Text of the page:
The Serious Fraud Office (SFO) has dropped its case into forex rigging, concluding there is insufficient evidence to convict.
The regulator said “while there were reasonable grounds to suspect the commission of offences” it has closed the investigation.
In a statement, the SFO said the evidence, “would not meet the evidential test required to mount a prosecution for an offence contrary to English law.”
It concluded that: “evidential position could not be remedied by continuing the investigation.”
The SFO worked with the Financial Conduct Authority (FCA) on the investigation, which was launched in July 2014.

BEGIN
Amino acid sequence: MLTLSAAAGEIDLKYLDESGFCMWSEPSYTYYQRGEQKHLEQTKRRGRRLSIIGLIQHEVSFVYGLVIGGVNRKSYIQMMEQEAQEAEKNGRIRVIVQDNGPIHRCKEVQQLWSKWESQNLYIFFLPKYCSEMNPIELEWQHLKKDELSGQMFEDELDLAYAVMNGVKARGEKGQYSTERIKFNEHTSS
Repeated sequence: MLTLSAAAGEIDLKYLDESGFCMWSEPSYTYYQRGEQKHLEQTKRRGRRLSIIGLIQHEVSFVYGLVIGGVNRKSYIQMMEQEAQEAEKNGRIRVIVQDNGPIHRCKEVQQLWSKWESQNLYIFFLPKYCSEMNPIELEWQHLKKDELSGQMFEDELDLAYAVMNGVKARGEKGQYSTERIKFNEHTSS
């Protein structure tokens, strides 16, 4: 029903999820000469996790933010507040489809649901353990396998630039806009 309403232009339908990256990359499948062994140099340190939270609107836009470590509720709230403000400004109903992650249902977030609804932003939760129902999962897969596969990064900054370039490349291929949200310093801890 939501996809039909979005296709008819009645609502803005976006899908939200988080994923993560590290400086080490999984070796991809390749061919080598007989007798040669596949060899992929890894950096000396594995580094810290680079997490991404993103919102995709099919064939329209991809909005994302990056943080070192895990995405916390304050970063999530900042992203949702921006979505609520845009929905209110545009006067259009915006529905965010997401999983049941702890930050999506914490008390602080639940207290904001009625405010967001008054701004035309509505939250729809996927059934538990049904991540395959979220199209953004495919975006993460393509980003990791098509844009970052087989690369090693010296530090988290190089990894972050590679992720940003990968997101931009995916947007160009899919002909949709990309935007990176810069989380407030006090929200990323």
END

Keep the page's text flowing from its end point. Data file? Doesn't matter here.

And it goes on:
It was alleged that a number of traders were using chat rooms to manipulate benchmark pricing in the foreign exchange market.
Martin Wheatley, head of the FCA at the time the investigation began, said the case was “every bit as bad” as the Libor scandal.
Earlier this month two former traders for Rabobank were handed prison sentences in relation to Libor rigging.
The SFO’s investigation into forex rigging involved over half a million documents, and lasted over one and half years.
The UK’s Financial Conduct Authority has already made a series of fines in relation to market abuse.
In April 2015, it fined Deutsche Bank £227 million, in July 2014, it fined Lloyds Banking Group £105m and in June 2012, it fined Barclays £59.5m.
The FCA’s predecessor, the Financial Services Authority, fined UBS £160m in relation to Libor and Euribor manipulation at the end of 2012.